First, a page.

But Local Owners, you gotta put yourselves out there a little more. Us Loueyvillagers don’t want to see you croak. We don’t like driving by the Spaghetti Warehouse (or whatever it’s called) and seeing it full to bursting, while 301 Bistro across the street has empty tables. It’s not that we don’t like the Warehouse—it’s yummy and cheap. We’re not unhappy that 4th Street now has a Panera Bread, as long as Panera doesn’t put Toast in jeopardy. Lou will probably end up spending her New Year’s Eve at one of 4th Street Live fine establishments. So, I’m not anti-chain. I’m just pro Local, for all the reasons one should be.

Rant over.

Lots of love,
Lou

3 comments:

wino forever said...

as someone who works in the local tourism industry, the issue of local vs. chain restaurants with tourists is complicated. many come downtown without cars, and while we try to direct them to places like bistro 301 and bristol, they can't get out to bardstown road or frankfort avenue without taking a bus or cab. plus many are looking to pinch pennies and get a "reliable" meal they are familiar with over at 4th street live. it's extremely frustrating constantly being told that places like proof are too fancy, too pricey, etc. by people spending $30 in a gift shop on chotskies.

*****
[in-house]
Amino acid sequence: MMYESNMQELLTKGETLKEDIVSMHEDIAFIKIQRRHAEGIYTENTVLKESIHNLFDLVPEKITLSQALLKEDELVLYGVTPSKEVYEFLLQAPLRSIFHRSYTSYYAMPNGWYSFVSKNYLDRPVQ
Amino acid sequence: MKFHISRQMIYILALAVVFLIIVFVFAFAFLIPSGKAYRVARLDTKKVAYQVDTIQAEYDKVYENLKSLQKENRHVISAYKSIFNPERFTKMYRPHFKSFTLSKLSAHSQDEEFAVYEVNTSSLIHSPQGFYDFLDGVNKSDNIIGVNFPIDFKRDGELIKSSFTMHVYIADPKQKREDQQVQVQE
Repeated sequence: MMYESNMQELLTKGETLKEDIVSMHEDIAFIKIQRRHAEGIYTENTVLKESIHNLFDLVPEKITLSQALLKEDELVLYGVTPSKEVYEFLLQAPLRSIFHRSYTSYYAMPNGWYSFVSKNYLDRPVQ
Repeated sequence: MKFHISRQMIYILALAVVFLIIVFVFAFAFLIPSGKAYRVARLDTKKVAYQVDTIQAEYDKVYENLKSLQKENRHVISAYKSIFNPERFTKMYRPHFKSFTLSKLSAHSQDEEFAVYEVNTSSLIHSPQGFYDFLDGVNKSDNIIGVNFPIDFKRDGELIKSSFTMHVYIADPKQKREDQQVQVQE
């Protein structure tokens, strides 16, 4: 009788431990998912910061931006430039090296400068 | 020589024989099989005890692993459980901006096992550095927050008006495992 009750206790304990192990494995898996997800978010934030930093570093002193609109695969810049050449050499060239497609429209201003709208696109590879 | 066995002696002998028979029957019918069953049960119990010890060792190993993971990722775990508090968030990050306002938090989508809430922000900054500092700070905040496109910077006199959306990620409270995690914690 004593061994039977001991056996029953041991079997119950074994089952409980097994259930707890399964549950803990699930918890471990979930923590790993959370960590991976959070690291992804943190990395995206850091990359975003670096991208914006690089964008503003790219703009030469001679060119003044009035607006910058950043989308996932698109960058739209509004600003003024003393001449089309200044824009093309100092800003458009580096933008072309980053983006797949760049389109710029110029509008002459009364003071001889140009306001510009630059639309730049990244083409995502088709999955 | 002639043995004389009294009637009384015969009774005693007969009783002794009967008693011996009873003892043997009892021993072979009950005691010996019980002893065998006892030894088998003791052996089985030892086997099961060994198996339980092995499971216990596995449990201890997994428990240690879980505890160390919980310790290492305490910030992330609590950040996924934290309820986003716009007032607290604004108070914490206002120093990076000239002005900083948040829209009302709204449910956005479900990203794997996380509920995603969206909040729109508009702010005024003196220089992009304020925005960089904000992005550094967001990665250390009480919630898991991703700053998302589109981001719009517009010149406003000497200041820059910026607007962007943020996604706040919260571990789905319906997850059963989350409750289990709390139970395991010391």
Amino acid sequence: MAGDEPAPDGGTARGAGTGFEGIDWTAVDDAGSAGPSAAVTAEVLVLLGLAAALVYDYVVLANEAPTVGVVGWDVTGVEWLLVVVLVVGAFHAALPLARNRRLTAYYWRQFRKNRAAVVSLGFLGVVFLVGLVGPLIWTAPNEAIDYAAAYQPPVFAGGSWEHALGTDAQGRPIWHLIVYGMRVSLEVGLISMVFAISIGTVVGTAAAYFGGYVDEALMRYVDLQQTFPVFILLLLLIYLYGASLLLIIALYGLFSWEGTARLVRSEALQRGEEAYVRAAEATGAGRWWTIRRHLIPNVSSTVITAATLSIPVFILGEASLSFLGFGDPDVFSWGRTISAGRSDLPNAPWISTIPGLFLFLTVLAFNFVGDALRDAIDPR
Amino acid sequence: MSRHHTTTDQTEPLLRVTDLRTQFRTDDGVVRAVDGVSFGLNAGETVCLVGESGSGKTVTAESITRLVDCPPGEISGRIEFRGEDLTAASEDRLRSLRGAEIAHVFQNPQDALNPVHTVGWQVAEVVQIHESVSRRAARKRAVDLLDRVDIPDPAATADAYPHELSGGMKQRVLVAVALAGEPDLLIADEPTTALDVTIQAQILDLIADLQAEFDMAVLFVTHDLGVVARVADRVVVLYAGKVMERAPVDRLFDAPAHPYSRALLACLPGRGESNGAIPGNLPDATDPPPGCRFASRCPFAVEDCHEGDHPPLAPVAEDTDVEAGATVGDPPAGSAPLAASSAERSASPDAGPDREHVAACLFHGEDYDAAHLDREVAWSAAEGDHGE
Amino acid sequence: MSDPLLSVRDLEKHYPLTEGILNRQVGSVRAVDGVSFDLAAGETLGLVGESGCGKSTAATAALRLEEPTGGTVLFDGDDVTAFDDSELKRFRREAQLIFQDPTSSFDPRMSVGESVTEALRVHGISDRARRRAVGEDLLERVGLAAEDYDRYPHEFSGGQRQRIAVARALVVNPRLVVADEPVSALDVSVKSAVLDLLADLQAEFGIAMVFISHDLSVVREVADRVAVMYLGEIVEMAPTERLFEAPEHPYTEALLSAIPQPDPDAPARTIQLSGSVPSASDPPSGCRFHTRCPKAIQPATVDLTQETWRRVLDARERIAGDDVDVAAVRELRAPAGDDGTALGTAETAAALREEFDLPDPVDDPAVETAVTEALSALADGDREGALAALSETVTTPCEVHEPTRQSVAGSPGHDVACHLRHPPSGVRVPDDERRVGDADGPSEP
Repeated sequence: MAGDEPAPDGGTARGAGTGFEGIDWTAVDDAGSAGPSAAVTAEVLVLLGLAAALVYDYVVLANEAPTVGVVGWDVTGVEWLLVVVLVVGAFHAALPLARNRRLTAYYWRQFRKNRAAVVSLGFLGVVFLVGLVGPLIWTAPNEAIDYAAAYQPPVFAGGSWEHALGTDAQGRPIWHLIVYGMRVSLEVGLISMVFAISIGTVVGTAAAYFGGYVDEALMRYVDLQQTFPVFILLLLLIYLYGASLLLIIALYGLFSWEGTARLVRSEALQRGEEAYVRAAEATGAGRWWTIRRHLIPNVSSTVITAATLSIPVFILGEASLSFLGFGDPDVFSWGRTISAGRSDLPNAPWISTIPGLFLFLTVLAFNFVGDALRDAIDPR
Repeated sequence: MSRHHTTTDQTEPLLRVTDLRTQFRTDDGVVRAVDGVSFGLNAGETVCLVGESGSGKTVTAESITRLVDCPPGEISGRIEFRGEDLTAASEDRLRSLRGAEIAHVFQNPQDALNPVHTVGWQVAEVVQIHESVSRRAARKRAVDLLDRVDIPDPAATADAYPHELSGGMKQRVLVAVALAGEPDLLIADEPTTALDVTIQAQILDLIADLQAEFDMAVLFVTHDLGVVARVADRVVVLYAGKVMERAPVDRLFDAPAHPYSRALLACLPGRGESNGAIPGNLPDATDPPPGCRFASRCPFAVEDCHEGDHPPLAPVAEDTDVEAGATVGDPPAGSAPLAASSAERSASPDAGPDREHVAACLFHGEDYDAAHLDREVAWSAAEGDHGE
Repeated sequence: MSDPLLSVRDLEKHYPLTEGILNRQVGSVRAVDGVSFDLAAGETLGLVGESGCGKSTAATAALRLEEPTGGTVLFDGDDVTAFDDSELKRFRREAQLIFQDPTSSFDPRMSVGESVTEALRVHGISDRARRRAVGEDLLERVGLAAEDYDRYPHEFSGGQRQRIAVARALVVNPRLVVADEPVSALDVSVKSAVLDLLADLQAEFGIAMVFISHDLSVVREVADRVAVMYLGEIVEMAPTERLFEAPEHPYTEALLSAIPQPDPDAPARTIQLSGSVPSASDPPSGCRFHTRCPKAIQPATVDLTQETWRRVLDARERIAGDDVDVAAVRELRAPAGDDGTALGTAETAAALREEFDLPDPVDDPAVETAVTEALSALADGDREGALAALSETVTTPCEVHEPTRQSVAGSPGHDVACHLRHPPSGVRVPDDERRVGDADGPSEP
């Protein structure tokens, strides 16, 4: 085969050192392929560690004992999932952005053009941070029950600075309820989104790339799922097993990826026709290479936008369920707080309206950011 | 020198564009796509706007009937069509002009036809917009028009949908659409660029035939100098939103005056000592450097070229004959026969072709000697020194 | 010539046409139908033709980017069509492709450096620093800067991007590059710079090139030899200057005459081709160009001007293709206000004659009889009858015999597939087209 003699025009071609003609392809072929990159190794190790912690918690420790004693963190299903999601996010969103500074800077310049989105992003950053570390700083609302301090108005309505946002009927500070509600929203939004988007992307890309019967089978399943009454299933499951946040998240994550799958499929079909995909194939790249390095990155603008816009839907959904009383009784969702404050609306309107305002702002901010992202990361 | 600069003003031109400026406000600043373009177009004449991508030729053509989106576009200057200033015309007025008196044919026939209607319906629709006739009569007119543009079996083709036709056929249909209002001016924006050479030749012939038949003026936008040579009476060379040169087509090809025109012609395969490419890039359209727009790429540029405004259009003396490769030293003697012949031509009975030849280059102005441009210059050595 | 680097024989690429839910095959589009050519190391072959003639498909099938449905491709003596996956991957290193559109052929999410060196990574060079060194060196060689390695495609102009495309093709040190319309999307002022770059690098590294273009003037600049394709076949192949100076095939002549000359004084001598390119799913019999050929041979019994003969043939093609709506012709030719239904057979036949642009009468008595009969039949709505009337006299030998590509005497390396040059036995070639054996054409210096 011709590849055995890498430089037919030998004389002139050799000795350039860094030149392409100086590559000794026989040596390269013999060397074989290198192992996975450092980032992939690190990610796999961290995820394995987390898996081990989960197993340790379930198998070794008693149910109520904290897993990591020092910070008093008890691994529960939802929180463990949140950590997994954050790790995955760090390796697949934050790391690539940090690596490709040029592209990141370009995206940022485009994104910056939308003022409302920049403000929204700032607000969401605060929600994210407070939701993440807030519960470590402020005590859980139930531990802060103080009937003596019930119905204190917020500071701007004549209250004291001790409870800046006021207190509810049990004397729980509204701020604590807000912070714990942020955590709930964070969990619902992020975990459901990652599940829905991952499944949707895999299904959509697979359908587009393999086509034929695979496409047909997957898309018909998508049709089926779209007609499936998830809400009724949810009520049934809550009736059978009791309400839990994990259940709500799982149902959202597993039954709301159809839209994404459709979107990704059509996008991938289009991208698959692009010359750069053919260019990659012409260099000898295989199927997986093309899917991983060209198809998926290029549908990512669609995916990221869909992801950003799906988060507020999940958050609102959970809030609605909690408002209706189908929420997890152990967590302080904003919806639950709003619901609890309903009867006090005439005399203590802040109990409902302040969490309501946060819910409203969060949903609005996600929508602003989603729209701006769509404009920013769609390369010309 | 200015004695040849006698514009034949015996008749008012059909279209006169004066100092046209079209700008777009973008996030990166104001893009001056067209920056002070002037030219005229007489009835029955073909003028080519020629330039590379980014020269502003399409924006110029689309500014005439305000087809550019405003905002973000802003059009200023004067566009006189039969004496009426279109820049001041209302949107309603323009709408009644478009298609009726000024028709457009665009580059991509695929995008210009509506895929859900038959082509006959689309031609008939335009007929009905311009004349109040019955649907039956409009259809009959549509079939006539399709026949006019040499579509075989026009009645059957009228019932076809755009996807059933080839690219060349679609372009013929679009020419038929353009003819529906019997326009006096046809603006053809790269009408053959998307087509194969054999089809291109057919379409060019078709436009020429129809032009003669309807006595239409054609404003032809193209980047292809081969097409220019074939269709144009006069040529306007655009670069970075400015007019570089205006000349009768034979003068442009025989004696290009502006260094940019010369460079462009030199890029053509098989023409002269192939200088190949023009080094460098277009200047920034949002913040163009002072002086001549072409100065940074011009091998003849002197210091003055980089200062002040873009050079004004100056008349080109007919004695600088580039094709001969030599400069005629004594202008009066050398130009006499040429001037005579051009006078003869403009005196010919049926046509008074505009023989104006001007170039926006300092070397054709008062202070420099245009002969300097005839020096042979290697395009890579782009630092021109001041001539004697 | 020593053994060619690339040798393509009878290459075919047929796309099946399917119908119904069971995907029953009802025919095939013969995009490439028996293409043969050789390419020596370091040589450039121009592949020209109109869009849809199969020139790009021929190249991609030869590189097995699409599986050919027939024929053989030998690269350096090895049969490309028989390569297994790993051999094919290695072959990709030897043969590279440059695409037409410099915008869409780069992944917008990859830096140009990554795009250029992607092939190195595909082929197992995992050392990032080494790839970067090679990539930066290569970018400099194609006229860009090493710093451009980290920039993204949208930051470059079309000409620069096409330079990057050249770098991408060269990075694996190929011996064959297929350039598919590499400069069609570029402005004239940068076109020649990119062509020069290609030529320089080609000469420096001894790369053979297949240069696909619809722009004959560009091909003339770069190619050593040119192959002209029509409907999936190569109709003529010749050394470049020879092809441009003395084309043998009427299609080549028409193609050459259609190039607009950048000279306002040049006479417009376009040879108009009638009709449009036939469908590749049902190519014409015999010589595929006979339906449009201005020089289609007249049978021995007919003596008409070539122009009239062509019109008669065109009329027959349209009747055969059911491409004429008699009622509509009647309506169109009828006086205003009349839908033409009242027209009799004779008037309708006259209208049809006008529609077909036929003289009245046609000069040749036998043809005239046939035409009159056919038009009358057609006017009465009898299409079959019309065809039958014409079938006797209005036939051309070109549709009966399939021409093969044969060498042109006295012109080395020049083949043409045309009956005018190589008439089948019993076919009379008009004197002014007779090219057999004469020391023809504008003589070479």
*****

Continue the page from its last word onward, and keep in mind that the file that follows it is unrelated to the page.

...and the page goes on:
many brochure racks charge yearly fees... to become a member of the louisville convention and visitors bureau and have the right for your brochures to be displayed at the downtown visitor center is at least$250 a year. it's open to any local business but not everyone knows it's there.

bearno's by the bridge is a great example of workable local marketing plans. bearno's drops free pizzas by the visitors center for employees (who refer visitors to restaurants) and stock us up with menus and coupons for the brochure racks.

perhaps too long of a comment, but you bring up a valid point and i wanted to share some insight with you.

Anonymous said...

Another thing local business does is complain about no support from the Mayor. Know what? Don't count on it. Make it work. Stop the complaining and get creative, Louisville. Whining won't keep your business open. I still question whether Jennica's really wanted to be a business or was a trial 'gig.' Just because you build doesn't mean they will come.

M said...

Thanks so much for the insightful comment, Wino. You definitely confirmed a lot of what I already suspected. Tourists are tourists everywhere. I grew up in a tourist town in New England and was always aghast at the number of people who bought their lobster rolls at McDonalds (yes!) over the local seafood restaurants. Business travelers are a little different, though-- especially the long term business travelers. Sounds like Bearno's is already doing much of what I suggested in my open letter. Thanks for the view from the other side of the issue.